By Roman H. Kepczyk
Quantum of Paperless: Technology Guide & Checklist
The most important aspect of transitioning the firm’s tax process to a digital environment is managing electronic files that are no longer physically viewable in assorted stacks around the office. This requires a digital tax workflow system that lets everyone know the status of every return and easily connects that person to digital copies of the return and the source documents.
MORE: Retaining Documents: How Long and Who Decides? | The 4 Buckets of Firm Knowledge | Internet Bandwidth: How Much Is Enough? | Why You Need Windows 10 with Automatic Updates | Laptops vs. Desktops
Exclusively for PRO Members. Log in here or upgrade to PRO today.
Under traditional manual tax systems, firms utilized due date tracking databases that identified when a return was due, but not what information was missing, or the preparation, review or extension status, which was often recorded manually on a physical routing sheet.
Many firms attempted to set up each of these statuses within their practice management systems via projects. It was soon discovered that in most firms, administrative personnel were the only ones updating the status when information was received and when the return went out. Those steps that were to be updated by the professional staff might be updated early in busy season, but compliance dropped off significantly the further along tax season went as they were not forced to update the status by the system. This usually resulted in many professional staff keeping their own manual lists or spreadsheets, which doubled the work, and firms having weekly staff meetings to update the various workflow lists.
“79% of firms had implemented a digital workflow tool.” – 2019 CPAFMA Survey
Some applications such as Intuit’s Lacerte integrate the workflow steps into their tax programs, which can work well if properly utilized.
Typically, most firms did not have this option available, which led to development of a new breed of workflow application that
- tracks the due date status,
- monitors the volume of returns at each status and assigned to each person,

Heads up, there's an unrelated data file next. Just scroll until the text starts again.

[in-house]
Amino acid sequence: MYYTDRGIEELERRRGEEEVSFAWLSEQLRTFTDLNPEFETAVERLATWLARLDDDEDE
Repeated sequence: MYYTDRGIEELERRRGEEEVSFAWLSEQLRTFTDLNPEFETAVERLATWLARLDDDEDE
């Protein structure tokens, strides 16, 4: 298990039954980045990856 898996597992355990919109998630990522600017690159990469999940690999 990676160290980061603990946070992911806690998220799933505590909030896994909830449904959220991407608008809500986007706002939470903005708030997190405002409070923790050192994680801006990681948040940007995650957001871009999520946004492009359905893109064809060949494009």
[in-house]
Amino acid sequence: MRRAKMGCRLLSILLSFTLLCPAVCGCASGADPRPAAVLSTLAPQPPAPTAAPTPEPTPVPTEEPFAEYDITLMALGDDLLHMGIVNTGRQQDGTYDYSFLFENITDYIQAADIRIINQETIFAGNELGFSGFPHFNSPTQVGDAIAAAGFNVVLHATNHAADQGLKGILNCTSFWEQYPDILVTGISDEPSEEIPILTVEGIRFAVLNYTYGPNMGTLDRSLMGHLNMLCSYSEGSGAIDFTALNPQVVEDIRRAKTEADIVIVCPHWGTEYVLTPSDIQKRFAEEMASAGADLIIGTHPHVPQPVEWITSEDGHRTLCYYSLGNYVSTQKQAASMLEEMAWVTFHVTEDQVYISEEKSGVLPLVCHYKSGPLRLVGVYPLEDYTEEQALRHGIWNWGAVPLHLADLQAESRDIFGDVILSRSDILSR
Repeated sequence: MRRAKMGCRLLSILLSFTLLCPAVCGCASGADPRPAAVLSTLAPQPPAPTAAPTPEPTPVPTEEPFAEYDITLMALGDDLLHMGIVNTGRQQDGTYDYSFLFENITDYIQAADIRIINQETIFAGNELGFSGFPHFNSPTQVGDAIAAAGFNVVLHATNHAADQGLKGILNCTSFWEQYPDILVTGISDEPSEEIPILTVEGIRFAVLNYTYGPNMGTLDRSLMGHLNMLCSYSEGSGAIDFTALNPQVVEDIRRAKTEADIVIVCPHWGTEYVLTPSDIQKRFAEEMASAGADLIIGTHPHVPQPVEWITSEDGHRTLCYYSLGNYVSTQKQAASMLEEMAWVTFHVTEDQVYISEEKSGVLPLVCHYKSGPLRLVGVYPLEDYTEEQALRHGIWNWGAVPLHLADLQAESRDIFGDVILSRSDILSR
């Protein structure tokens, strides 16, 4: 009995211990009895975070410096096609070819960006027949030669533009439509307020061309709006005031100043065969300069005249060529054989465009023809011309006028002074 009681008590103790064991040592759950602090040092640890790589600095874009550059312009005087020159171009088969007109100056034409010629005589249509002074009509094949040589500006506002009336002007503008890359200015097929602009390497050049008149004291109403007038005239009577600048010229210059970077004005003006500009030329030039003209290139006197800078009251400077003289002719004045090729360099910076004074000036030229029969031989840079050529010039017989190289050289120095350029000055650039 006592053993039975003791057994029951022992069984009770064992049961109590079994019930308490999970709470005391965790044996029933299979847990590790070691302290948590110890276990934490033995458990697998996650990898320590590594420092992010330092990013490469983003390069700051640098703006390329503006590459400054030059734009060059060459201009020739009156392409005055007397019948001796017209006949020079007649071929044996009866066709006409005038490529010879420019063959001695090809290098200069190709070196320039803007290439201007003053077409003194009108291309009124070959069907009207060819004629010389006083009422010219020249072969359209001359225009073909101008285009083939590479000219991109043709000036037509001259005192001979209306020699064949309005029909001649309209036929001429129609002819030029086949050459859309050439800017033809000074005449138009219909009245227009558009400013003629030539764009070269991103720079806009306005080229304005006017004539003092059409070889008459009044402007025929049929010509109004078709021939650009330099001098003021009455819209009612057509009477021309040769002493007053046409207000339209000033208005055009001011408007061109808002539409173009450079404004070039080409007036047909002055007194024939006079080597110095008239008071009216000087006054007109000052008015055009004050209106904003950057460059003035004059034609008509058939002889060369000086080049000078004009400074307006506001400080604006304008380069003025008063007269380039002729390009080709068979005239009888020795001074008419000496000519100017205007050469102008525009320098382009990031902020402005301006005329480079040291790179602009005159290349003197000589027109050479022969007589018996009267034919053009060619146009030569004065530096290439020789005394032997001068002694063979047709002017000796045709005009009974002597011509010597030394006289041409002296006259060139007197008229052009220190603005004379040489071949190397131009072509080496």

- tracks any preparer or tax production notes and
- integrates with email to improve communications.
This information is attached to specific source documents that support easy access to all tax return information.
Firms with a functioning document management system typically use an integrated workflow tool. Examples are Thomson GoFileRoom FirmFlow, WoltersKluwer/CCH Workstream, OfficeTools WorkSpace and Doc.It Workflow Manager. Integrated tools require less training and are often delivered at a lower cost than standalone tools.
Firms without a document management system can explore a range of workflow tools. Three potential tools for managing tax workflow are Drake GruntWorx, SurePrep and XCM Solutions. While SurePrep integrates workflow with their bookmarking and outsourced tax processing, XCM and GruntWorx are a web-based workflow system designed specifically for accounting firms. XCM can be integrated with either WoltersKluwer/CCH Document Management or Microsoft Windows Explorer for managing digital tax returns and client source documents whereas WoltersKluwer/CCH’s Workstream is integrated with their latest Axcess Tax, Practice, Portal and Document Management products. We believe that workflow tools are THE key to successfully managing today’s digital practices and help facilitate effective front-end scanning and digital tax optimization processes.
RECOMMENDED ACTION: Implement a digital workflow system to track due dates, status of returns, staffing on projects and links to source documents.